Total workout was 90 mins, covering 11 miles.  I'll let you know how the 10 miler goes on Monday.

  • #23606

    sueruns
    Member

    I meant marathon pace even at mile #3 of a marathon has not felt easy.  It always seems the harder it feels early on the more likely I will have a good race.  When it feels like a walk in the park – Bad Mojo ahead  😮

    Is it really the pace is not easy, or you just don't feel “on”?  I know you carbo-load, I think it can slow you down a little, but it's probably what gets to the finish line strong.    I thought you started slow on purpose, so you can run people down 😀

  • #23607

    Peter
    Member

    Marathon Pacing is a rather tricky thing, imo. Two years ago, I ran most of my MP runs in the 6:40-6:50 range, while my goal was sub 3:00 (6:52 pace). Distances ranged from 5 to 11 miles. Certain factors that affected it of course were temperature, other workouts and distances run prior to the MP run, etc… On race day, the 1st 10-11 miles felt like a breeze, and I was at 6:45 pace. The next 10 miles I felt like I was working, but they felt no better or worse than my weekly MP sessions during the training cycle. I averaged 6:54 pace. The last 5 miles were the most work, and I slowed a little bit, esp the last two miles. Ended up @ 6:50 average pace for the 26.2.

    This year I'm hoping for a bit faster race, and my MP runs have been a tad faster (6:38-6:45 range). Due to the warmer summer we've had, I've felt like crap on many of these runs from the high humidity, and the distances run haven't been as long yet (5-8 miles), but I've kept the pace times about the same. And fwiw, my normal easy runs are right around 8:00 pace.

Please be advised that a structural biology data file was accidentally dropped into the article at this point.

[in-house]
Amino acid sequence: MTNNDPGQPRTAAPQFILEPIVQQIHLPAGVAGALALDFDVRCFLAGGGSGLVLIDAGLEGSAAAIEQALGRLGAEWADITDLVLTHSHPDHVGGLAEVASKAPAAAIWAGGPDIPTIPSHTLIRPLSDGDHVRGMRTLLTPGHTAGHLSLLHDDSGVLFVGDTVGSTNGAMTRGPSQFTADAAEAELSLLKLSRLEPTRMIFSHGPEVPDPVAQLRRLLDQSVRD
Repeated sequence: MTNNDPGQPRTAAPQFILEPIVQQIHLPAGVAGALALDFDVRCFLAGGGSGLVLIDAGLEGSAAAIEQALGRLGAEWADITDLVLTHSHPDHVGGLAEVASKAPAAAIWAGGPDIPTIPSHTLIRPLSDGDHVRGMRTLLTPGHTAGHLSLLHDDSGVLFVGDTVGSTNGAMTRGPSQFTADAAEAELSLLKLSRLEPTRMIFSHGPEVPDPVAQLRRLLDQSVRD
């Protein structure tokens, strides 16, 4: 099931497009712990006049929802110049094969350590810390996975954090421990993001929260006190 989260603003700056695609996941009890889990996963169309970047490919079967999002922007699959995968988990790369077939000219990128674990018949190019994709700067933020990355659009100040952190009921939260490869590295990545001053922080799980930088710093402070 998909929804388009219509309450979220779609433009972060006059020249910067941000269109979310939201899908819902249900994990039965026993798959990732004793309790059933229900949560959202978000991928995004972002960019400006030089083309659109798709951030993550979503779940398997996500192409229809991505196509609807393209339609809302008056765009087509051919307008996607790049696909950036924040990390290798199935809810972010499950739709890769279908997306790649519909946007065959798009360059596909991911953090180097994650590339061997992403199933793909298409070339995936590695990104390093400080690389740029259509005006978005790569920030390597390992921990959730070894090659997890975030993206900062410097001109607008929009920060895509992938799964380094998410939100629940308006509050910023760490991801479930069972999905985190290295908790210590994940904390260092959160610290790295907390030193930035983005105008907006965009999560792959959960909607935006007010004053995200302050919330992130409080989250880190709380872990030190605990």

So in summary, I agree that MP is more about effort than specific time of pace, and you can sometimes feel wiped out during these runs due to all of the other miles that one runs during their training. I'd have to disagree w/ WI MTP with my own personal experience in that, if I feel like crap the 1st 3 miles of a race, I'd think I was in for a really long day. But everyone's different. As Sue said, it's much more fun passing people than being passed near the end 😉

  • #23608

    SwampTiger
    Member

    After reading through this thread it seems like everybody is doing a lot of running at MP. My base of knowledge is mostly limited to reading Pfitzinger and this board, but I didn't think there was that much value to running MP. Most of the value is just in knowing how it feels to run that pace (which we've already covered is a different feeling in training than after training and taper) and gaining the confidence that you can to it. Pfitzinger only includes two MP runs in his plans (something like 12 or 13 miles at MP after a three mile warmup.)

    So what am I missing? Why all the MP running?

  • #23609

    Ryan
    Keymaster

    Was there discussion of doing a lot of running at MP? Personally, while I would do more than two runs at MP, I wouldn't do much more. There is definitely a benefit to MP runs but I wouldn't do more than a full-blown MP run (more than a mile or two at MP) more than once every two weeks. In the past, I've alternated these workouts over the final 12 weeks, give or take, with my long runs. That means I'd do around 6 MP workouts and 6 long runs in the final 12 weeks. Plus, of course, many more long runs in the preceding base training.